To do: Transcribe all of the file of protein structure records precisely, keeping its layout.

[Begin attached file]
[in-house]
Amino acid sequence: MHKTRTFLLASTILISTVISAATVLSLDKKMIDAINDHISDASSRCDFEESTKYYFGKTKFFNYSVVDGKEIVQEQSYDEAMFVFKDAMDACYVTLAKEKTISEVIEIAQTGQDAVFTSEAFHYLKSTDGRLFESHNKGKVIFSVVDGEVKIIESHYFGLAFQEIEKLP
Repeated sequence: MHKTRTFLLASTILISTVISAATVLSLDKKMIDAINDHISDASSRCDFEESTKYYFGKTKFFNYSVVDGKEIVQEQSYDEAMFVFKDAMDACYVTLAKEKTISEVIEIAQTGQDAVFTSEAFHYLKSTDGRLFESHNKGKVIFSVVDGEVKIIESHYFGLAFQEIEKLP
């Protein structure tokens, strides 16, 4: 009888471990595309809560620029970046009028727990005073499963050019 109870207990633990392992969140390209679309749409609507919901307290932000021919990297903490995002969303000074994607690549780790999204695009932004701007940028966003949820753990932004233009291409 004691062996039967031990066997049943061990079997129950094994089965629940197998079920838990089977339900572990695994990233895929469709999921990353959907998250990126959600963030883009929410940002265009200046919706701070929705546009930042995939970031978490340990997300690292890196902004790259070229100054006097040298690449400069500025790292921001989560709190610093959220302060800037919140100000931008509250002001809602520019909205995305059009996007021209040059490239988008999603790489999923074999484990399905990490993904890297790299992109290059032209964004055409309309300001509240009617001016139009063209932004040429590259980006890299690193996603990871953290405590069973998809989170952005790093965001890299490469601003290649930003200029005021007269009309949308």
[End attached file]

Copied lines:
[in-house]
Amino acid sequence: MHKTRTFLLASTILISTVISAATVLSLDKKMIDAINDHISDASSRCDFEESTKYYFGKTKFFNYSVVDGKEIVQEQSYDEAMFVFKDAMDACYVTLAKEKTISEVIEIAQTGQDAVFTSEAFHYLKSTDGRLFESHNKGKVIFSVVDGEVKIIESHYFGLAFQEIEKLP
Repeated sequence: MHKTRTFLLASTILISTVISAATVLSLDKKMIDAINDHISDASSRCDFEESTKYYFGKTKFFNYSVVDGKEIVQEQSYDEAMFVFKDAMDACYVTLAKEKTISEVIEIAQTGQDAVFTSEAFHYLKSTDGRLFESHNKGKVIFSVVDGEVKIIESHYFGLAFQEIEKLP
């Protein structure tokens, strides 16, 4: 009888471990595309809560620029970046009028727990005073499963050019 109870207990633990392992969140390209679309749409609507919901307290932000021919990297903490995002969303000074994607690549780790999204695009932004701007940028966003949820753990932004233009291409 004691062996039967031990066997049943061990079997129950094994089965629940197998079920838990089977339900572990695994990233895929469709999921990353959907998250990126959600963030883009929410940002265009200046919706701070929705546009930042995939970031978490340990997300690292890196902004790259070229100054006097040298690449400069500025790292921001989560709190610093959220302060800037919140100000931008509250002001809602520019909205995305059009996007021209040059490239988008999603790489999923074999484990399905990490993904890297790299992109290059032209964004055409309309300001509240009617001016139009063209932004040429590259980006890299690193996603990871953290405590069973998809989170952005790093965001890299490469601003290649930003200029005021007269009309949308």